Carbon Emissions, Pricing and Removals 

Greenhouse Gas (GHG) Emissions

In 2019, the UK became the world’s first major economy to legislate for a target to bring all greenhouse gas (GHG) emissions to net zero by 2050. The EU followed shortly after in 2021 with the EU Climate Law, meaning that the climate objectives of both the EU and UK were aligned.

The EU’s Climate Law sets the bloc on a course to becoming the world’s first climate neutral continent and will ensure that there can be no back-sliding from subsequent European Commission administrations on their Paris Agreement commitments.

To help deliver on its mandate of net-zero emissions by 2050 and a 55% reduction in GHG emissions by 2030 relative to 1990 levels, the European Commission adopted its landmark Fit for 55 Package on 14 July 2021. The Fit for 55 Package is the EU’s principal legislative vehicle for achieving said ambitions and includes transformational policy on emissions.

CO2 emissions pricing is seen by both the UK and EU administrations as central to addressing the issue of heavy industry related climate change.

The EU’s cap-and-trade scheme for carbon emissions is called the Emissions Trading System (ETS). It has been in place since 2005 and covers around 45% of the bloc’s carbon emissions. The ETS is currently subject to a revision in light of the Fit for 55 Package. The European Commission’s proposal for the revision increases the ETS reduction target for 2030 to -34% compared to 2005 emission levels, meaning that the cost of carbon emissions will increase significantly for covered sectors.

The scope of the EU’s ETS system is also extended to include maritime transport emissions. This will be gradually introduced over the next four years, and will mean that for the first time, ships travelling within the EU (100%) as well as entering and leaving the EU (50%) will be subject to the overall emissions cap and will be required to gradually surrender allowances starting from 2023. The policy is likely to have knock on implications on the cost of international trade and import/export of products.

Finally, a separate but adjacent mechanism is to be set up for buildings and road transport, meaning that the cost of running a car and the cost of heating a home are set to increase. This poses a challenge to the Irish government’s carbon taxation policy, and a potential risk to Irish tax revenues for the Just Transition Fund moving forward.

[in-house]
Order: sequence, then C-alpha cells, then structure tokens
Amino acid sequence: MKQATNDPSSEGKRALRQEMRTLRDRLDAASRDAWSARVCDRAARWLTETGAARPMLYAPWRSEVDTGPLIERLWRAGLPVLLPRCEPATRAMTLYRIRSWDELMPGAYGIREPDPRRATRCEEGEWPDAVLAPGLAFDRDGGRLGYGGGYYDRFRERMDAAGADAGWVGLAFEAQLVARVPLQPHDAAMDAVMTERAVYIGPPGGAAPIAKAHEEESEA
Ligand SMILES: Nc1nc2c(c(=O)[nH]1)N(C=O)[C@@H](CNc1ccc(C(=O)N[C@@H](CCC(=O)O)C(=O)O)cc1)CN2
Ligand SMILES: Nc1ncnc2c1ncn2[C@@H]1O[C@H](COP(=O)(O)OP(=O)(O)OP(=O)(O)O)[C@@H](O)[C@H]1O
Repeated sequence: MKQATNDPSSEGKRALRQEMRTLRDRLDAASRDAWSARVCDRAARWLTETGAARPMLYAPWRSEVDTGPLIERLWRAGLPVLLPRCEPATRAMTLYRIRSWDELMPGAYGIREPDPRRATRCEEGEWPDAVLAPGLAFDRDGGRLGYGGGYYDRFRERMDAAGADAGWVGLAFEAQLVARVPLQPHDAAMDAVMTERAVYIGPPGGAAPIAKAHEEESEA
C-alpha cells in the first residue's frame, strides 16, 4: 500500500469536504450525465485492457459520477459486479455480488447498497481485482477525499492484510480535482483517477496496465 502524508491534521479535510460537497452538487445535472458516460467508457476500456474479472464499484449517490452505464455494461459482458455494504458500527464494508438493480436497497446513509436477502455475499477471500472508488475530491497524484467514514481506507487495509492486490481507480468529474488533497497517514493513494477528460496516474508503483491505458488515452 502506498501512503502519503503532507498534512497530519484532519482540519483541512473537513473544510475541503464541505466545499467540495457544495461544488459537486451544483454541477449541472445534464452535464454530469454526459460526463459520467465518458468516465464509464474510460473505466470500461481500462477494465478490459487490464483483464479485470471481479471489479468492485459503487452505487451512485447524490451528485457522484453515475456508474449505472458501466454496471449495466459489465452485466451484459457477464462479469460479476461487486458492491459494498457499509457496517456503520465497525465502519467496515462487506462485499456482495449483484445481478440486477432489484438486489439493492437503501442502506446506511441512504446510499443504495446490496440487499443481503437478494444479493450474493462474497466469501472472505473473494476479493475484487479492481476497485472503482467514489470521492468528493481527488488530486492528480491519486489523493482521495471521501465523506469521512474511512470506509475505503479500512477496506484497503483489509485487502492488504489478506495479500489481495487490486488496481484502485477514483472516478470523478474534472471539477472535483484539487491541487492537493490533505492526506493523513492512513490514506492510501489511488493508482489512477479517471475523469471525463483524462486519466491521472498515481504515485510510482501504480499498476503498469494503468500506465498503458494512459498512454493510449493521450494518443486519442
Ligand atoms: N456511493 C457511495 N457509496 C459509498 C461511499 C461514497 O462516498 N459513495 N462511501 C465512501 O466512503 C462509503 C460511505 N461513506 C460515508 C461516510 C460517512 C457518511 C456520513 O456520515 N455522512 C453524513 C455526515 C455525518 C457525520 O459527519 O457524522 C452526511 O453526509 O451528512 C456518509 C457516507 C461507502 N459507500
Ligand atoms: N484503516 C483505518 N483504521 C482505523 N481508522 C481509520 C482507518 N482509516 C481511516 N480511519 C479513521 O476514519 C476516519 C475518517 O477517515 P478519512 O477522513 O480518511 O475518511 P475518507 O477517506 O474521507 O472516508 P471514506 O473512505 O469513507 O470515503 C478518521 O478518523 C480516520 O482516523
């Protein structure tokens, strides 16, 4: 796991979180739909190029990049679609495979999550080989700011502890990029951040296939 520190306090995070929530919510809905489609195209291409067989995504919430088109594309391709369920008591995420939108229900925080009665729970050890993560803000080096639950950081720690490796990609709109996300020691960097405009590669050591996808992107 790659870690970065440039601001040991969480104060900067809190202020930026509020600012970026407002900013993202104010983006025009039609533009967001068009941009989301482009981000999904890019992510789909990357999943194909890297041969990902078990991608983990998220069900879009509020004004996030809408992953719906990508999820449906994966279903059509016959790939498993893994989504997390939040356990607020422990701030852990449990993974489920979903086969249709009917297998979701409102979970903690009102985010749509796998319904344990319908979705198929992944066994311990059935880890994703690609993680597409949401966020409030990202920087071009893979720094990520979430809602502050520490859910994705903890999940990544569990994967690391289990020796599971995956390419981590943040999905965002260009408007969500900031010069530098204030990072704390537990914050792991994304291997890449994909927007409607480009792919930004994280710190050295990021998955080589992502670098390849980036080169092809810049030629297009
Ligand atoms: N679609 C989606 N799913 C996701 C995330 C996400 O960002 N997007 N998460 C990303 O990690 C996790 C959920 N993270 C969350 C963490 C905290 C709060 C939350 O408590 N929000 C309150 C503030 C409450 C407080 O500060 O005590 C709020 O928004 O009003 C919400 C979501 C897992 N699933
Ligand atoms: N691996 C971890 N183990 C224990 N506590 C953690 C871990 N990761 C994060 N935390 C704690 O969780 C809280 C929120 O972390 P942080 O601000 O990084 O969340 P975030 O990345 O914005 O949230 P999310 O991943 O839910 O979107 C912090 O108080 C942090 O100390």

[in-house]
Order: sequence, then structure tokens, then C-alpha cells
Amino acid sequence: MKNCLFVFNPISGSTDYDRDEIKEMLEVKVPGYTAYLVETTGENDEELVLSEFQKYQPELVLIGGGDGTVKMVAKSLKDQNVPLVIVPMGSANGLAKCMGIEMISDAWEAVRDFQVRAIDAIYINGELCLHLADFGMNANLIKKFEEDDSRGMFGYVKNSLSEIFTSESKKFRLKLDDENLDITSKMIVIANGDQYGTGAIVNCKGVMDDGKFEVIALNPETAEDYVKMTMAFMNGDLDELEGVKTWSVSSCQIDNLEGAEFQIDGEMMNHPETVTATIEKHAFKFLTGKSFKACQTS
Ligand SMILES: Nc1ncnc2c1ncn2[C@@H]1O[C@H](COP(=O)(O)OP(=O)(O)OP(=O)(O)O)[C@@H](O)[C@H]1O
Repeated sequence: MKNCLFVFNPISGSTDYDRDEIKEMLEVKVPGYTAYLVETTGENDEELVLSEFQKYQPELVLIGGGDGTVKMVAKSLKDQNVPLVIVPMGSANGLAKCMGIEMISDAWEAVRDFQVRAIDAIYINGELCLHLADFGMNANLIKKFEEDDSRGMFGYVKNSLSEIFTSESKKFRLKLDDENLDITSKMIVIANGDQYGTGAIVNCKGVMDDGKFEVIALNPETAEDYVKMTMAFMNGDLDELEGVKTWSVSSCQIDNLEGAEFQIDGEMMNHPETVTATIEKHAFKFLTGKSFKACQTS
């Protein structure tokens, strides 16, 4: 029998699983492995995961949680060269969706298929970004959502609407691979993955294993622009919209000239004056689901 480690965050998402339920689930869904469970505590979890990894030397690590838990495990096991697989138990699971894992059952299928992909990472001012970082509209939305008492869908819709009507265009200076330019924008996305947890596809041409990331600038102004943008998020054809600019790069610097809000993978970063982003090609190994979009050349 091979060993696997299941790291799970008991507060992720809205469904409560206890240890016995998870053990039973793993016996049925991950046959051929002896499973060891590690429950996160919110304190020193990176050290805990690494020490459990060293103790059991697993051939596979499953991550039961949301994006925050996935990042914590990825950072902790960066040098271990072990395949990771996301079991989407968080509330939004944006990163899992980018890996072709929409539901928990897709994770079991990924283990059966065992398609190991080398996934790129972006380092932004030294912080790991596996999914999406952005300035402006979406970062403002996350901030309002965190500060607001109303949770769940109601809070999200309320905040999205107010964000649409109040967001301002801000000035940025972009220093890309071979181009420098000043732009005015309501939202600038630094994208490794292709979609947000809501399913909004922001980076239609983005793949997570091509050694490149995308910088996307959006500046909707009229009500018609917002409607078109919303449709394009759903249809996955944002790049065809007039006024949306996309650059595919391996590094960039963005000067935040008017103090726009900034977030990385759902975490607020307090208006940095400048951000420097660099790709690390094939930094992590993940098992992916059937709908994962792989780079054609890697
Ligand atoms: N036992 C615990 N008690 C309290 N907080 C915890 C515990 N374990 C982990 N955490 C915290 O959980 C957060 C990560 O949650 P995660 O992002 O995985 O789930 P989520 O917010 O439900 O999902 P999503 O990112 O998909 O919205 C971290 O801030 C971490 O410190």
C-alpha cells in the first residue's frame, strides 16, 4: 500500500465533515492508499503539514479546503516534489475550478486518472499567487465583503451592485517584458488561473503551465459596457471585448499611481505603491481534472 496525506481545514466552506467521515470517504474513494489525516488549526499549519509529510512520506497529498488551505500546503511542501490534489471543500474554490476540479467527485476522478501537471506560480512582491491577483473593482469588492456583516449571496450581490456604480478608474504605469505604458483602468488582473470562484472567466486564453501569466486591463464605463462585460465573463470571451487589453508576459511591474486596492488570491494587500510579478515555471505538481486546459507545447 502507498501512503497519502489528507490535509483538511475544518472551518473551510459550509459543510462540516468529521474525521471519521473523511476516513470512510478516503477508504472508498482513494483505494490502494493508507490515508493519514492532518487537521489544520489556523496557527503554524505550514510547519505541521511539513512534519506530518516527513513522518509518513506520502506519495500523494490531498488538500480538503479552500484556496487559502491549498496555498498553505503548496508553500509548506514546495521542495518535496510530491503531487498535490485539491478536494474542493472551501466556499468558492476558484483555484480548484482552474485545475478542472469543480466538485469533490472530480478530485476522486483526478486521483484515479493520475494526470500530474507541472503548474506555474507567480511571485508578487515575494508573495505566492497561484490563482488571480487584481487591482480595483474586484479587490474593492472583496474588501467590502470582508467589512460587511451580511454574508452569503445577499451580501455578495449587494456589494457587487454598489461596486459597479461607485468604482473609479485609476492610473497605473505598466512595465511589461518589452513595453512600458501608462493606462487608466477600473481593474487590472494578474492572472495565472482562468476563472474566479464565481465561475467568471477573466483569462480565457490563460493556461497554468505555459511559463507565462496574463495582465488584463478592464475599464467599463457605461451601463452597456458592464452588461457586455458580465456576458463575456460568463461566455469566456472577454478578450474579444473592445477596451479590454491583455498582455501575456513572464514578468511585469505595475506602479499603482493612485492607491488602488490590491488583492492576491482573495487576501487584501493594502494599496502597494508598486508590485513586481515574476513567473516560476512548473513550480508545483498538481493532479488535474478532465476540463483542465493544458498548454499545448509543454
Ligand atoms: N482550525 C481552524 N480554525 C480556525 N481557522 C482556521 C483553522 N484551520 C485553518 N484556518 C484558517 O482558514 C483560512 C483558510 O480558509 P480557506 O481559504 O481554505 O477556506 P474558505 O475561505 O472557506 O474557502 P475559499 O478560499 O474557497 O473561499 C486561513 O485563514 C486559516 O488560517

When the revised Directive was published in July 2021, EU allowance prices averaged c. €50 p/t. The Commission had stated that it was aiming for a 50% increase in the cost of carbon emissions on the market, and indeed the latest ETS price, as of end November 2022, is over €80 per tonne. Such significant price rises in a short period of time should once again cause reflection for business leaders regarding what additional steps they can take to decarbonise their sectors.

The UK Emissions Trading Scheme (UK ETS) went live on 1 January 2021, replacing the UK’s participation in the EU ETS. Under the Ireland/Northern Ireland Protocol, electricity generators in Northern Ireland remained within the EU ETS. The UK system is organised in the same way as the EU ETS, with an auction price determined by the market. The ETS price in the UK is around £65 per ton and fluctuates depending on supply and demand in the secondary market. This matters for businesses, as significant price differences between the two jurisdictions could create a more favorable business environment.

To guard against carbon pricing impacting on investment / relocation decisions, a large percentage of ETS allowances – up to 94% for industrial emissions1 – are currently allocated freely. The EU, however, plans to gradually phase out free allowances, while the UK’s free allowances are only in place until 2025, meaning that in the future, EU and UK companies could be put at a competitive disadvantage relative to international companies, operating in countries which do not have a price on carbon.

To address this carbon leakage threat, the European Commission has proposed to introduce a Carbon Border Adjustment Mechanism (CBAM), which is linked to a free allocation phase-out.

The CBAM Regulation has been one of the most anticipated measures in the Fit for 55 Package and could have major implications for UK-EU trade. The Mechanism aims at setting up a form of import certification scheme, that would lead importers to buy CBAM certificates to import certain goods based on the carbon content of said goods. The price of the certificates will be dependent on carbon price of the ETS system and will have to be paid by third country companies that do not have a carbon pricing mechanism in place, or not to the standards of the EU.

The products covered under the scope of the European Commission proposal are aluminium, cement, electricity, fertilisers, and iron and steel. From 2023, companies exporting to the EU will need to calculate the embedded emissions in the processes and products covered, and from 2026, they will need to pay for the price of embedded carbon in said products, unless exporting companies can demonstrate equivalent policies apply in the place of production.

The UK is also working on a CBAM, and while the UK ETS mirrors that of the EU’s, the UK cannot be exempted. Thus, limiting vulnerability of UK trade to the EU is dependent on maintaining similar price levels and market design. It is therefore important for UK exporters, that the UK government expedites the publication of a CBAM Regulation, so that companies can invest in rapid decarbonisation without being exposed to cheaper, more polluting third country products.

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